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dc.contributor.authorLoughnan, SA
dc.contributor.authorNewby, JM
dc.contributor.authorHaskelberg, H
dc.contributor.authorMahoney, A
dc.contributor.authorKladnitski, N
dc.contributor.authorSmith, J
dc.contributor.authorBlack, E
dc.contributor.authorHolt, C
dc.contributor.authorMilgrom, J
dc.contributor.authorAustin, M-P
dc.contributor.authorAndrews, G
dc.date.accessioned2020-12-09T23:04:08Z
dc.date.available2020-12-09T23:04:08Z
dc.date.issued2018-01-22
dc.identifierpii: 10.1186/s13063-017-2422-5
dc.identifier.citationLoughnan, S. A., Newby, J. M., Haskelberg, H., Mahoney, A., Kladnitski, N., Smith, J., Black, E., Holt, C., Milgrom, J., Austin, M. -P. & Andrews, G. (2018). Internet-based cognitive behavioural therapy (iCBT) for perinatal anxiety and depression versus treatment as usual: study protocol for two randomised controlled trials. TRIALS, 19 (1), https://doi.org/10.1186/s13063-017-2422-5.
dc.identifier.issn1745-6215
dc.identifier.urihttp://hdl.handle.net/11343/253134
dc.description.abstractBACKGROUND: We aimed to evaluate the acceptability and efficacy of two brief, Internet-delivered cognitive behavioural therapy interventions-MUMentum Pregnancy (study 1) and MUMentum Postnatal (study 2)-in reducing maternal symptoms of anxiety, depression and overall psychological distress compared to usual care in the perinatal period. METHODS/DESIGN: Women who are pregnant (study 1) or < 12 months postpartum (study 2) with current clinically elevated symptoms of anxiety and/or depression according to validated self-report measures, will be recruited via the research arm of a not-for-profit clinical and research unit in Australia and randomised to the intervention group or treatment as usual control group. The minimum sample size for each study (alpha 0.05; power 0.80 for a g of 0.80) was identified as 50 with at least 10% more to be recruited to account for expected attrition. The co-primary outcome measures are the Patient Health Questionnaire 9-item scale and Generalised Anxiety Disorder 7-item scale to measure depression and anxiety symptom severity, respectively, and will be administered at the following primary time-points: baseline; post treatment; and at one-month follow-up. Psychological distress will be measured according to the Kessler-10 psychological distress scale at each primary time-point and will also be completed before each lesson for those in the intervention group. The total trial period nine weeks for study 1 and 11 weeks for study 2. Program efficacy will be determined using intent-to-treat mixed models. Maintenance of gains will be assessed at one-month follow-up. DISCUSSION: The current randomised controlled trial seeks to extend the literature by evaluating the efficacy of a self-help intervention for women in the perinatal period. If efficacious, the MUMentum programs have the potential to be easily disseminated via https://thiswayup.org.au/ to large numbers of women across Australia as an intervention for women screening positive for anxiety, depressive or distress symptoms during pregnancy or postpartum. TRIAL REGISTRATION: Australian New Zealand Clinical Trials Registry, ACTRN12616000560493 ; ACTRN12616000559415 . Registered on 2nd May 2016.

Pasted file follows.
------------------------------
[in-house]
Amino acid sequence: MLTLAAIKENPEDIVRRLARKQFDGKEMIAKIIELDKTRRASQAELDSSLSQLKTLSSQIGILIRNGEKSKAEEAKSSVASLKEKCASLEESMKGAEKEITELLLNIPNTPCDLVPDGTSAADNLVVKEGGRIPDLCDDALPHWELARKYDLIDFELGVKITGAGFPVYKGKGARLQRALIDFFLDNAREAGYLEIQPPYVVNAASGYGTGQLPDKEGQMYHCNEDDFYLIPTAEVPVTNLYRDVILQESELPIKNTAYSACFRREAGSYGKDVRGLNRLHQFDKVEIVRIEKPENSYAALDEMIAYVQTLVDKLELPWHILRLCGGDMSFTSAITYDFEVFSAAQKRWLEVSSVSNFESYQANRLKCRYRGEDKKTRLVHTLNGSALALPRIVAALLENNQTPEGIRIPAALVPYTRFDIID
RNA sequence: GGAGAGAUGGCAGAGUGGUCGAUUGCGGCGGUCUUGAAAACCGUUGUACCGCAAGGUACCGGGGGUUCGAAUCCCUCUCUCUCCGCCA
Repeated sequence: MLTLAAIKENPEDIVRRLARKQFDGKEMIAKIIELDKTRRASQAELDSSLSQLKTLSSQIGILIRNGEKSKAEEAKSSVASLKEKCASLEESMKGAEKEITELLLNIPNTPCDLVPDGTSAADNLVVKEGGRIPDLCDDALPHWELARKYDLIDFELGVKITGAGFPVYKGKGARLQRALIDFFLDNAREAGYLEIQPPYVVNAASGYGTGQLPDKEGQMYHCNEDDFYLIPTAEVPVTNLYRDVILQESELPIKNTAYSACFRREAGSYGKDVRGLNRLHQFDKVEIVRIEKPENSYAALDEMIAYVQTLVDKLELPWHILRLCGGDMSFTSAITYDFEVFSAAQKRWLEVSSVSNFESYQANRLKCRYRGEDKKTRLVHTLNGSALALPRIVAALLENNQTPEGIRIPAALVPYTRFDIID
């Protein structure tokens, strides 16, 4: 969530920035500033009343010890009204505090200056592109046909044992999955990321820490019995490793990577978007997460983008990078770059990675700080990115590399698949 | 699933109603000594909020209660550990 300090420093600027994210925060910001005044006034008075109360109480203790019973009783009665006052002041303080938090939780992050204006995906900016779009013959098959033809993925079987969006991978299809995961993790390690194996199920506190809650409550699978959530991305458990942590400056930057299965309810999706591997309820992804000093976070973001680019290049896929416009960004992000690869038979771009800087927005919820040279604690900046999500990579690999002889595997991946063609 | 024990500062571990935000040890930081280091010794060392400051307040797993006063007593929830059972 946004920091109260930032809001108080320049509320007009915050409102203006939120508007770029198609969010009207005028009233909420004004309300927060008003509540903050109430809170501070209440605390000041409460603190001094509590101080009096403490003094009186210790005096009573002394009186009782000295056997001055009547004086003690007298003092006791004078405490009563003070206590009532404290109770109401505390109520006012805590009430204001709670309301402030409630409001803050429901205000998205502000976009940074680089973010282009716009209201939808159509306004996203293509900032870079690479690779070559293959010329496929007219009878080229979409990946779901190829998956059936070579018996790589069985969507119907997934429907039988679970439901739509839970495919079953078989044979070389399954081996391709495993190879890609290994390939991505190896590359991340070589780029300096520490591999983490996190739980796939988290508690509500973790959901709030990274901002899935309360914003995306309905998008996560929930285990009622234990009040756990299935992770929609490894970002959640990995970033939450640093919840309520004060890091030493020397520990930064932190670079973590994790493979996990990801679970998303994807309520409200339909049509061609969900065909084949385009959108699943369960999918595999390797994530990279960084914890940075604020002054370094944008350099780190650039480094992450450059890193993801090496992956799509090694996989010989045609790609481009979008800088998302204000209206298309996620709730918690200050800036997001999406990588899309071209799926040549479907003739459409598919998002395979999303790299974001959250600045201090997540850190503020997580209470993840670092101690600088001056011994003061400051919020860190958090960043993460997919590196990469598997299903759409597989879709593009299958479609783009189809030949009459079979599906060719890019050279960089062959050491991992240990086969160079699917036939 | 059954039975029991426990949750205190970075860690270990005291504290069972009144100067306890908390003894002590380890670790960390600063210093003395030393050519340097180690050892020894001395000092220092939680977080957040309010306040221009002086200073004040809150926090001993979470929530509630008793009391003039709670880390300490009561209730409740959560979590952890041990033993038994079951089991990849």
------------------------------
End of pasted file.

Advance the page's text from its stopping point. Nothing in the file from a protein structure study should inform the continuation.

dc.languageEnglish
dc.publisherBMC
dc.rights.urihttps://creativecommons.org/licenses/by/4.0
dc.titleInternet-based cognitive behavioural therapy (iCBT) for perinatal anxiety and depression versus treatment as usual: study protocol for two randomised controlled trials
dc.typeJournal Article
dc.identifier.doi10.1186/s13063-017-2422-5
melbourne.affiliation.departmentMelbourne School of Psychological Sciences
melbourne.source.titleTrials
melbourne.source.volume19
melbourne.source.issue1
dc.rights.licenseCC BY
melbourne.elementsid1304271
melbourne.contributor.authorMilgrom, Jeannette
dc.identifier.eissn1745-6215
melbourne.accessrightsOpen Access


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